Because it has more complex flavours, you can sip it longer, even as it warms up a touch.
Because it has more complex flavours, you can sip it longer, even as it warms up a touch.

The mojito, was insanely trendy more than ten years ago, but its star seems to have waned a little since, in North America at least. One author speculates that its revival was linked to the Bond film of 2002, Die Another Day. Not impossible, Bond films have a long tradition of marketing liquor, but it’s interesting to note that Daniel Craig ordered a Mount Gay and soda in Casino Royal and that drink (though one of my favs) totally failed to make a come back. Too simple perhaps? Not sweet enough? In any case…Though trendsetters probably see the mojito as passé at this point, sort of like cosmos, it wouldn’t be surprising if hipsters brought it back next summer in an ironic sort of way. In fact I’m calling it, and that will be much to bartenders’ chagrin, since making the drink well takes way more time than most other drinks due to the mint muddle.


However, if like me you live in an area of the world when winter means digging your car out of the snow regularly, and also you have a fuck basket that’s empty when it comes to trends, the mojito is a good reminder of sunnier climes and more pleasant activities.

Am I atoning for some forgotten transgression?
Am I atoning for some forgotten transgression?
That's more like it.
That’s more like it.
A nice drink while filling out log books? Yes please.
A nice drink while filling out log books? Yes please.

Bodeguita Del Medio, or simply Bodeguita is the Havana establishment that is to the mojito as La Floridita is to the daiquiri: it is renowned for them and Ernest Hemingway (seeing a pattern?) drank some there. At least that’s what management and a possibly fake Hemingway epigraph proclaim. Ernest never mentions the mojito in his writings, and there does not seem to be any known credible sources that would attest to him being there. The bar certainly is close to La Floridita, so it is possible Hemingway could have popped in at one point or another. We can’t say either way for sure, there’s a PhD thesis in this I just know it.The story has not hurt business though, tourists flock there and the bar has been the haunt of many luminaries and some less savory characters as well. The mojito could have been created there, certainly its bartenders made the drink popular. On the other hand, some authors think the mojito was created during prohibition and might have been inspired by the mint julep, in which case the Bodeguita creation story is tougher to sell, especially since that bar (under a different name) opened in 1942 only. Controversy, controversy, let’s have a drink and mull it over.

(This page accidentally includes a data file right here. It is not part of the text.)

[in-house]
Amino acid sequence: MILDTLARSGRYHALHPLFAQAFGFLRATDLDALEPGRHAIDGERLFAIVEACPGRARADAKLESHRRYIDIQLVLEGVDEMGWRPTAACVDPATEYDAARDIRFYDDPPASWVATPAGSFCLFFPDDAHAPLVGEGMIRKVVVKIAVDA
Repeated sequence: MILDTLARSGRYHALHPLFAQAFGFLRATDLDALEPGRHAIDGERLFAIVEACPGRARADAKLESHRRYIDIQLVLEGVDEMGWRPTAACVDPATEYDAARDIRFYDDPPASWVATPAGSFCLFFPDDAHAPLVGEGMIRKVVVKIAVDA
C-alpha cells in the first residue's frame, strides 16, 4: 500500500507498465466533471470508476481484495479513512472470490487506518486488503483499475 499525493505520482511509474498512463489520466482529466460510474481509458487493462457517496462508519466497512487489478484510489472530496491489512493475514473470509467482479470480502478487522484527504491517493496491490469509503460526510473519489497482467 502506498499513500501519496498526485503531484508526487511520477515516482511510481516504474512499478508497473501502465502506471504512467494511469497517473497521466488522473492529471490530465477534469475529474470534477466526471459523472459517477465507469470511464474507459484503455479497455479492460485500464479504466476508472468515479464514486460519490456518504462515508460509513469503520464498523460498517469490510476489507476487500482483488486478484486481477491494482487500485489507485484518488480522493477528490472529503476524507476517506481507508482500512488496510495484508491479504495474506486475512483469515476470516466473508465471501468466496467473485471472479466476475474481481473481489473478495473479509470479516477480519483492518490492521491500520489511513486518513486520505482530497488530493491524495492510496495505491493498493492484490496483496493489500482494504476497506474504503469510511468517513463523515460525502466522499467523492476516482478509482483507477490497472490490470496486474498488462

I use simple syrup instead of sugar, and if you don’t have a muddling tool (or anything similar) you can slap the mint a few times, which will allow you to make dubious dad jokes. The important thing is not to pulverize the leaves. You want to release the aromas, not to end up with a spinach smile. The proportions were  0.5 sugar, 1 lime juice, 2.5 rum, 10 mint leaves (muddled or spanked), then I threw in the ice and splashed some soda water on top.


Verdict: Extremely disappointing.  As much as I wasn’t expecting much from the Cuba libre, I had high hopes for the mojito. Both white and aged rum versions were unfortunately completely unremarkable, a big let down. The rums were totally drowned by the water, which was a surprise since I used my regular amount. I’m not saying I poured the drinks down the kitchen sink, but they were very bland and forgettable. If using these rums for mojitos half the amount of soda you usually use.

Am I a wiser and better person for these tests? I think so (I did find out about the Monroe doctrine among other things), plus we certainly had a pleasant evening of testing. As for Bacardi products they have a good price point, I think the white is nowhere as bad as some reviewers would have you believe, but it is the mass produced vodka of rums, mix accordingly. The 8 year old brings many extra layers of taste and is quite sippable on its own and very well priced if not overly characterful.

I think I will have to try the same three drinks with something much stronger tasting next, maybe Appleton’s or something like that.

See you soon, and cheers in the meantime.

4 thoughts on “Por Cuba Libre Part 2: Some Rums And Drinks.”

  1. early morning… reading this as I’m waiting for work to begin… spring around the corner… don’t feel like working much no more… maybe skip it and go mix some “light and sunny” drinks…

    1. Right there with you buddy. Just pressed some fresh OJ and I’m thinking a splash of rum would do wonders. Alas duties…